Shaky Foundations: The Politics-Patronage-Social Science Nexus in Cold War America is Mark Solovey’s latest book. An assistant professor at the University of Toronto’s Institute for the History and Philosophy of Science and Technology, Solovey is the co-editor of Cold War Social Science: Knowledge Production, Liberal Democracy, and Human Nature and a new member of S-USIH. Christopher Shannon reviewed this book for the blog. Shaky Foundations comes to us from Rutgers University Press and is available now.
According to the pre-publication press for Solovey’s book, it is the first extensive examination of a new patronage system for the social sciences that emerged in the early Cold War years and took more definite shape during the 1950s and early 1960s, a period of enormous expansion in American social science.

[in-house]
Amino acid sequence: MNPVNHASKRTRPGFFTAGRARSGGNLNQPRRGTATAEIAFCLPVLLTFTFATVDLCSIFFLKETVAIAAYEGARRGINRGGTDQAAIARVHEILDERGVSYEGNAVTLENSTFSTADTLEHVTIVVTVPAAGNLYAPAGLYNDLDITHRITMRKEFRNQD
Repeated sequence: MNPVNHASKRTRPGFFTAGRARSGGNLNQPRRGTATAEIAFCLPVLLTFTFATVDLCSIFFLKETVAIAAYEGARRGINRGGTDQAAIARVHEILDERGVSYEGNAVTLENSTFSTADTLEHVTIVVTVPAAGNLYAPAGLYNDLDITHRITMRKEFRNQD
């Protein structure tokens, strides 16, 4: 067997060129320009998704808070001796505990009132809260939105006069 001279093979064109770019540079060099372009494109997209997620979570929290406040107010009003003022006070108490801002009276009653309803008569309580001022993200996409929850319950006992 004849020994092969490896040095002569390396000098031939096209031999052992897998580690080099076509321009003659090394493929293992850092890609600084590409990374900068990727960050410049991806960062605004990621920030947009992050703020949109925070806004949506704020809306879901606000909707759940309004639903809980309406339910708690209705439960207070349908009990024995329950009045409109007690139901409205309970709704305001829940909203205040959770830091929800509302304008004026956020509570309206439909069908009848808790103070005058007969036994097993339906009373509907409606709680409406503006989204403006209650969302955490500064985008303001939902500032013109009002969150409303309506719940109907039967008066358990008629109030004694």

Solovey focuses on the military, the Ford Foundation, and the National Science Foundation to show how this patronage system presented social scientists and other interested parties, including natural scientists and politicians, with new opportunities to work out the scientific identity, social implications, and public policy uses of academic social research. He also examines significant criticisms of the new patronage system, which contributed to widespread efforts to rethink and reshape the politics–patronage–social science nexus starting in the mid-1960s.
Based on extensive archival research, Shaky Foundations addresses fundamental questions about the intellectual foundations of the social sciences, their relationships with the natural sciences and the humanities, and the political and ideological import of academic social inquiry.